A seven-time champion finished at the front of the pack and a pair of four-time champions finished near the back of the pack Friday on the first day of the Fur Rendezvous Open World Championship sled dog race.
Buddy Streeper, who is chasing his eighth victory in the historic sprint race, forged a lead of more than two minutes on the 25-mile dash across Anchorage.
Driving a team of 18 huskies, Streeper made the trip from 4th Avenue to Bicentennial Park and back again in 1 hour, 26 minutes, 18 seconds.
Amy Dunlap of Salcha had the second fastest time (1:28:27) and Kourosh Partow of Chugiak was the third fastest (1:29:22).
Finishing near the back of the field of 26 teams were Hans Gatt and Lance Mackey, who made their names in much longer races. Gatt, who finished 21st Friday, and Mackey, who was 24th, are the only four-time winners in the history of the Yukon Quest, and Mackey is a four-time Iditarod champ.
Mackey, who made his rookie run in 2014, when he placed 14th in a 15-team field, is back for his second Rondy. He’s running a team of 14 hounds he adopted as puppies about 18 months ago with the idea of using them as sprint dogs.
“It was something that I’d always somewhat thought about doing — to have an Iditarod kennel and then to have a Rondy kennel, if you will,” Mackey said. “It didn’t even seem feasible, or it was just an idea.”
Now it's reality. Mackey said he trains his hounds in the morning at his Fairbanks kennel, takes a lunch break and then harnesses his huskies for an afternoon run.
He said he’s had to learn the personalities and quirks of a different breed, and the hounds have had to adjust to his style.
“I got this weird feeling in my stomach today, but it’s not because I’m nervous — I’m excited,” he said. “Well, I’m not going to lie, I’m a little nervous because these dogs have never been down this avenue.”
Fur Rondy challenges mushers and dogs alike with a course that features a mix of city streets, ski trails and mushing trails. Spectators are a presence much of the way, and dogs can get spooked by people close to the trail or unfamiliar trail features like tunnels and bridges.
“It’s just a lot of twisty turns, and tunnels and bridges and underpasses — things that we haven’t really seen before," said Alix Crittenden, a rookie from Bondurant, Wyoming, who was Friday’s 12th-place finisher.
Crittenden is one of 10 rookies in the three-day race, a group that includes Gatt — a rookie when it comes to Rondy, but not to sled dog racing. Besides his four Quest championships, the Whitehorse musher is a 14-time Iditarod finisher who finished second in 2010 and third in 2011. He’s also a respected sled maker.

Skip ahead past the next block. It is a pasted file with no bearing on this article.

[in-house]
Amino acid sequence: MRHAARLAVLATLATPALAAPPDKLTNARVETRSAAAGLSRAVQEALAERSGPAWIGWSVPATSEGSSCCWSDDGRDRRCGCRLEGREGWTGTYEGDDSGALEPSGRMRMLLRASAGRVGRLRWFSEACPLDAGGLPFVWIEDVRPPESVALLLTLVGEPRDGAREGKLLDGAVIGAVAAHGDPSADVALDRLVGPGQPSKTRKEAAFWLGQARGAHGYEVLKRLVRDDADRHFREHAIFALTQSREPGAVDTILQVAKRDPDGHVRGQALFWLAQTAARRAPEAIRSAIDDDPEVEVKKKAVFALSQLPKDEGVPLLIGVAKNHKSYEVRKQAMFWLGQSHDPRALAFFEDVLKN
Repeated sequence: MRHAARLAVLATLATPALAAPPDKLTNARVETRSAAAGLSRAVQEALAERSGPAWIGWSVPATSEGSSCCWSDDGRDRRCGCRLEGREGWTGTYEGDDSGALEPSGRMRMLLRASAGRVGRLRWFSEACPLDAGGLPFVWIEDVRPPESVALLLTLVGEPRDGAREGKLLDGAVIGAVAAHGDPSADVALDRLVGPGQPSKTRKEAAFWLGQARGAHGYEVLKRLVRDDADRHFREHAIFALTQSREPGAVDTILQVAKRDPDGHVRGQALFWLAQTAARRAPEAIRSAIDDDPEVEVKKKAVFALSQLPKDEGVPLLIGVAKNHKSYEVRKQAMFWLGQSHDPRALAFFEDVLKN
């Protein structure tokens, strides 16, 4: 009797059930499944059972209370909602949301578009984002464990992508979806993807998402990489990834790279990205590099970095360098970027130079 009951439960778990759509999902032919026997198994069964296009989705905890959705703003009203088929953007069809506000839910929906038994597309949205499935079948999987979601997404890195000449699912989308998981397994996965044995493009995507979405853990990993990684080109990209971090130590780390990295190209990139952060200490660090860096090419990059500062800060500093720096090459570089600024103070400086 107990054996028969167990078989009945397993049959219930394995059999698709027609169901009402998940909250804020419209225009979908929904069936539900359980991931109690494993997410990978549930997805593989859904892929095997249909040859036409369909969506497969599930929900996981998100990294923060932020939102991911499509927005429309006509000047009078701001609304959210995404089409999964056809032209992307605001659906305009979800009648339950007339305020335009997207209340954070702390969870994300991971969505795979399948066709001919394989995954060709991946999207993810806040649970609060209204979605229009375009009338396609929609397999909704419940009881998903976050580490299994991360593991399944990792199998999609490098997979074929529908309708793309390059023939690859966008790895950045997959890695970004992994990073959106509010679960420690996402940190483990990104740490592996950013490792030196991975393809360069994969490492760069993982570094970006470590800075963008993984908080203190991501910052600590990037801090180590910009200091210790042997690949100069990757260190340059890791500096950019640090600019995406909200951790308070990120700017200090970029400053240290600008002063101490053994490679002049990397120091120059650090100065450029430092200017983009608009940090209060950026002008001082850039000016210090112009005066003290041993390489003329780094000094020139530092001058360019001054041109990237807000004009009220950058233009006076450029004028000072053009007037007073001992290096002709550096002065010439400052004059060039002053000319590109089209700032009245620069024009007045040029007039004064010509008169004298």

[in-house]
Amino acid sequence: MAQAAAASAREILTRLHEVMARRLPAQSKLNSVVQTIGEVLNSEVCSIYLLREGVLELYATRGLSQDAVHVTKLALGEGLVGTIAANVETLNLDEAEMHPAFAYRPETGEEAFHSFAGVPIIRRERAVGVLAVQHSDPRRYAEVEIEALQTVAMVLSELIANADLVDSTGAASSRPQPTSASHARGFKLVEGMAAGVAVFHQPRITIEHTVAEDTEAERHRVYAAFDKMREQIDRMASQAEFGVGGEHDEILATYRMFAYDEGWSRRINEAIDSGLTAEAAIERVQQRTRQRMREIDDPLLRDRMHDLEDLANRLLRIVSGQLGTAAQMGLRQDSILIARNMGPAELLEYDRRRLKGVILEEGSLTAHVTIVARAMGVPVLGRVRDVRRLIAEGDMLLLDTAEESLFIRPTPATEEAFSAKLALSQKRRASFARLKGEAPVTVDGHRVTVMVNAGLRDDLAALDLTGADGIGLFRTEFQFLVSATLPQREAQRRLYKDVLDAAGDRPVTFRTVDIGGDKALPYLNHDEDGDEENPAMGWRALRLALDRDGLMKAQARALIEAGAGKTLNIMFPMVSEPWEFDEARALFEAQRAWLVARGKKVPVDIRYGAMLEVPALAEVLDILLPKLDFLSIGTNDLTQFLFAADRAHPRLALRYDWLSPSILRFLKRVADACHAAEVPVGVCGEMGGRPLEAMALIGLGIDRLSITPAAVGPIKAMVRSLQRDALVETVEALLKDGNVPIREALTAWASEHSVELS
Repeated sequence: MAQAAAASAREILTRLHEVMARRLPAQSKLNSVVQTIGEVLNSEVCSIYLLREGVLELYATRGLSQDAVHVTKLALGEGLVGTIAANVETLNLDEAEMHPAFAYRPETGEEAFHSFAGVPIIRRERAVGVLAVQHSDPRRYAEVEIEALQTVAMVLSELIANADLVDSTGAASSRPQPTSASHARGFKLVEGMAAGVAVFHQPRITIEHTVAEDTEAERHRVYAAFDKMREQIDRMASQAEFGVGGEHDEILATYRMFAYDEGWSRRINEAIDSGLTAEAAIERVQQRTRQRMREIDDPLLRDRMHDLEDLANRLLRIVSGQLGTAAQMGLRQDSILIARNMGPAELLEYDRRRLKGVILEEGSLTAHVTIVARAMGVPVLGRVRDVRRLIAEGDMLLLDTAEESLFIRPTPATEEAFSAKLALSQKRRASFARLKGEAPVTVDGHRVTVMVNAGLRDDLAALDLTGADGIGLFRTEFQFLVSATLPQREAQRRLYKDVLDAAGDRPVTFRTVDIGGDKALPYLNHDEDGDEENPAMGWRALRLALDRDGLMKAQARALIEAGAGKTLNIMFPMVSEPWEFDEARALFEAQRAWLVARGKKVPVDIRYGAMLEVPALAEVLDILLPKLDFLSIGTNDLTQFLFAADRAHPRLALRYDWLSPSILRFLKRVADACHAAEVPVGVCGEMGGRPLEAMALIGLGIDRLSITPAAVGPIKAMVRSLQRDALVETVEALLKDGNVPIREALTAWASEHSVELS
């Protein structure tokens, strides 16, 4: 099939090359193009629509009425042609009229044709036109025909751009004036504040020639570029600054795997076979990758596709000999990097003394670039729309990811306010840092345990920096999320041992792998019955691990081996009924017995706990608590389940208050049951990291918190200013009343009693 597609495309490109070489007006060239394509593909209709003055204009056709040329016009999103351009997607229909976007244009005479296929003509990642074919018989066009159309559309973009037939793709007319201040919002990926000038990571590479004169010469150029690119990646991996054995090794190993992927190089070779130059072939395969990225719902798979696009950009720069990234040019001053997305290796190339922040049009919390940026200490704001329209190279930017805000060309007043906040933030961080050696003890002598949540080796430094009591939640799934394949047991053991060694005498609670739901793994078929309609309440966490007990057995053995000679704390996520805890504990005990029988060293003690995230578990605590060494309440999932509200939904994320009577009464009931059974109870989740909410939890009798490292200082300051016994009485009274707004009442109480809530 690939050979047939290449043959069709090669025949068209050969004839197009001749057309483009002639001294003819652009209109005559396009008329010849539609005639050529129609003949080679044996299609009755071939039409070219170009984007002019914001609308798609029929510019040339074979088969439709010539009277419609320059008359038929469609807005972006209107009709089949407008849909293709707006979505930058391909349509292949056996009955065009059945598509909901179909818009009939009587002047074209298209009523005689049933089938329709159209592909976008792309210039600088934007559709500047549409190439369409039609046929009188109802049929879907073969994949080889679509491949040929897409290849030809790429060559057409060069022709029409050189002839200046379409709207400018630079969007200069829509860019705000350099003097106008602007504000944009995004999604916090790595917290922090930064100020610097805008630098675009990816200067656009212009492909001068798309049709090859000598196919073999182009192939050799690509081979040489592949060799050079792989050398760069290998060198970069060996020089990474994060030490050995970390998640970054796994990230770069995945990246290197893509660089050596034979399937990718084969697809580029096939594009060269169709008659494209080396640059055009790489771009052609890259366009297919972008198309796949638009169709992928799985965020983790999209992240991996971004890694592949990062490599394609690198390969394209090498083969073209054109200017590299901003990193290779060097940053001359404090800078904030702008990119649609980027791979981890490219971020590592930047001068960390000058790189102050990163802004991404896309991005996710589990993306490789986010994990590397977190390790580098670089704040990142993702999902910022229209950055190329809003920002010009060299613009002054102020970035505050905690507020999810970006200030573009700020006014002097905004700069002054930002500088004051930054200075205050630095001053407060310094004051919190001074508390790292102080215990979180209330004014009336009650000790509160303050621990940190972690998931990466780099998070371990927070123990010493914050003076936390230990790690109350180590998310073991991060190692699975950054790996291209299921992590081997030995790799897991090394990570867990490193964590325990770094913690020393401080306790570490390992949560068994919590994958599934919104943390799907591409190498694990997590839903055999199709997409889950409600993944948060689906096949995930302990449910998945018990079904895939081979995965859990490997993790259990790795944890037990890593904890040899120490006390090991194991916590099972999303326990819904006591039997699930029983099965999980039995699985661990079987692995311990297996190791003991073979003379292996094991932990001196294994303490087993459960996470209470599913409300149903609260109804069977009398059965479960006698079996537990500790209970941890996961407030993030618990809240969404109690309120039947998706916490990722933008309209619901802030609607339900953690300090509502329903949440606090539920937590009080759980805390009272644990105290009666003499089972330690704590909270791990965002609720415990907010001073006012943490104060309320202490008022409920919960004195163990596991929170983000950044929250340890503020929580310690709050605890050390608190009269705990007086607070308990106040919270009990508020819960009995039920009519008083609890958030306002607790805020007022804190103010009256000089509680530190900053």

Gatt semi-retired from distance mushing a few years ago, although he returned to the Quest in 2019 and grabbed second place.
“We have no long-term goals anymore in racing," he said. "I’m kind of trying to get out of it.”
Sprinting is a way to stay in the game, he said, but it's also a business opportunity. About 10 years ago, Gatt stopped making sprint sleds, but this year he is testing out two new prototypes.
“That’s one of the reasons I am here," he said. "Just to let everyone know there’s going to be a new sled coming out.”
Racing continues Saturday and Sunday at noon each day. Mushers will leave 4th Avenue in two-minute increments, with teams started in reverse order of the standings.
For Saturday, that means rookie Tony Blanford of Anchorage, who had Friday’s slowest run, will be the first to leave downtown. Streeper will be the last to leave. Mackey and his hounds will be the third team on the trail.
Though Rondy dogs run at speeds two or three times faster than Iditarod dogs, Mackey said a sprint race feels like a vacation compared to the challenges of a thousand-mile race: It’s still daylight when he finishes, he has a nice hotel to sleep in and a variety of restaurants to dine in.
He doesn't have to worry about howling winds on the Bering Sea coast, a roller-coaster ride down the Dalzell Gorge, minimal sleep or potentially brutal cold with nowhere to escape it.
"I’m going next weekend to put myself through those elements," he said.
Not that Fur Rendezvous is a stroll through the park. Blanford needed more than two hours to complete his first Rondy run, part of which he did without the benefit of his dogs, which got away from him on the outbound trail near the Alaska Native Medical Center.
“Tony Blanford had the kind of excitement that no one wants — starting with a broken quick release that meant his team nearly left the staging area without him to actually losing the team at Ambassador corner,” race marshal Janet Clarke said by text. “Thanks to amazing work by trail guards further down the trail, his team was stopped and secured safely until he caught up with them over the Tudor Overpass.
“Naturally that also happened to be the area of several head-on passes which occurred despite an entire team noisily waiting for their driver.”
Day 1 results
1) Blayne “Buddy” Streeper 1:26:18; 2) Amy Dunlap 1:28:27; 3) Kourosh Partow 1:29:22; 4) Greg Taylor 1:29:27; 5) Guy Girard 1:29:51; 6) Marvin Kokrine 1:29:54; 7) Mya Hartum (R) 1:30:59; 8) Don Cousins 1:31:42; 9) Michael Tetzner 1:31:45; 10) Gary Markley 1:31:58; 11) Jeffrey Conn 1:32:39; 12) Alix Crittenden (R) 1:33:12; 13) Brent Beck 1:34:22; 14) Armin Johnson 1:34:40; 15) Erick LaForce (R) 1:35:07; 16) Bruce Magnusson (R) 1:35:23; 17) Frank Habermann (R) 1:36:38; 18) Rejean Therrien (R) 1:37:01; 19) Danny Beck 1:37:37; 20) Wendy Callis 1:38:42; 21) Hans Gatt (R) 1:38:50; 22) Thad McCracken (R) 1:42:34; 23) Eli Campbell (R) 1:45:04; 24) Lance Mackey 1:45:47; 25) Todd Whitcomb 1:47:24; 26) Tony Blanford (R) 2:03:22.